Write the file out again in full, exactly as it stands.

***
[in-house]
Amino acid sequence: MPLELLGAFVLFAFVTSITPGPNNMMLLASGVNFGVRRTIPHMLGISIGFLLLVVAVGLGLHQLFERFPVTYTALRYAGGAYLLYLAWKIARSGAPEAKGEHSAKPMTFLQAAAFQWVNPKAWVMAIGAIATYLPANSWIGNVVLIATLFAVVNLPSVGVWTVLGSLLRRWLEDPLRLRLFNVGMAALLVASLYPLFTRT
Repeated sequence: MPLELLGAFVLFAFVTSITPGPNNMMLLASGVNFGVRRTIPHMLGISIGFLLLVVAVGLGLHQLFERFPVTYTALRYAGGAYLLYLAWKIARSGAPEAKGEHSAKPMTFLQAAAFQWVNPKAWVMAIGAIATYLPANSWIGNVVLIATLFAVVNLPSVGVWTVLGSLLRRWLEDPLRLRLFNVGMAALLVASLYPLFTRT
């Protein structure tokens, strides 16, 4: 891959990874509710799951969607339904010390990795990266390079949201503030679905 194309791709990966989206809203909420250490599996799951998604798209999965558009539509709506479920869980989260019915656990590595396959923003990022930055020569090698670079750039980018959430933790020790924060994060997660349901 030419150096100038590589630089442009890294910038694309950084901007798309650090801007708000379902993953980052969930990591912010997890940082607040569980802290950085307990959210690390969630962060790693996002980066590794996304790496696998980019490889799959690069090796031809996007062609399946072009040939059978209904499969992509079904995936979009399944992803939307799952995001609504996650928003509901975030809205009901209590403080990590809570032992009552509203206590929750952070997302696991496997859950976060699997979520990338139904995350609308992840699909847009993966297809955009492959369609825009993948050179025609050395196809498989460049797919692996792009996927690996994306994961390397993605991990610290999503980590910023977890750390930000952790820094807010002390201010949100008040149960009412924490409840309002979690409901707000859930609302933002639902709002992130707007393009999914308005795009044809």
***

[in-house]
Amino acid sequence: MPLELLGAFVLFAFVTSITPGPNNMMLLASGVNFGVRRTIPHMLGISIGFLLLVVAVGLGLHQLFERFPVTYTALRYAGGAYLLYLAWKIARSGAPEAKGEHSAKPMTFLQAAAFQWVNPKAWVMAIGAIATYLPANSWIGNVVLIATLFAVVNLPSVGVWTVLGSLLRRWLEDPLRLRLFNVGMAALLVASLYPLFTRT
Repeated sequence: MPLELLGAFVLFAFVTSITPGPNNMMLLASGVNFGVRRTIPHMLGISIGFLLLVVAVGLGLHQLFERFPVTYTALRYAGGAYLLYLAWKIARSGAPEAKGEHSAKPMTFLQAAAFQWVNPKAWVMAIGAIATYLPANSWIGNVVLIATLFAVVNLPSVGVWTVLGSLLRRWLEDPLRLRLFNVGMAALLVASLYPLFTRT
């Protein structure tokens, strides 16, 4: 891959990874509710799951969607339904010390990795990266390079949201503030679905 194309791709990966989206809203909420250490599996799951998604798209999965558009539509709506479920869980989260019915656990590595396959923003990022930055020569090698670079750039980018959430933790020790924060994060997660349901 030419150096100038590589630089442009890294910038694309950084901007798309650090801007708000379902993953980052969930990591912010997890940082607040569980802290950085307990959210690390969630962060790693996002980066590794996304790496696998980019490889799959690069090796031809996007062609399946072009040939059978209904499969992509079904995936979009399944992803939307799952995001609504996650928003509901975030809205009901209590403080990590809570032992009552509203206590929750952070997302696991496997859950976060699997979520990338139904995350609308992840699909847009993966297809955009492959369609825009993948050179025609050395196809498989460049797919692996792009996927690996994306994961390397993605991990610290999503980590910023977890750390930000952790820094807010002390201010949100008040149960009412924490409840309002979690409901707000859930609302933002639902709002992130707007393009999914308005795009044809």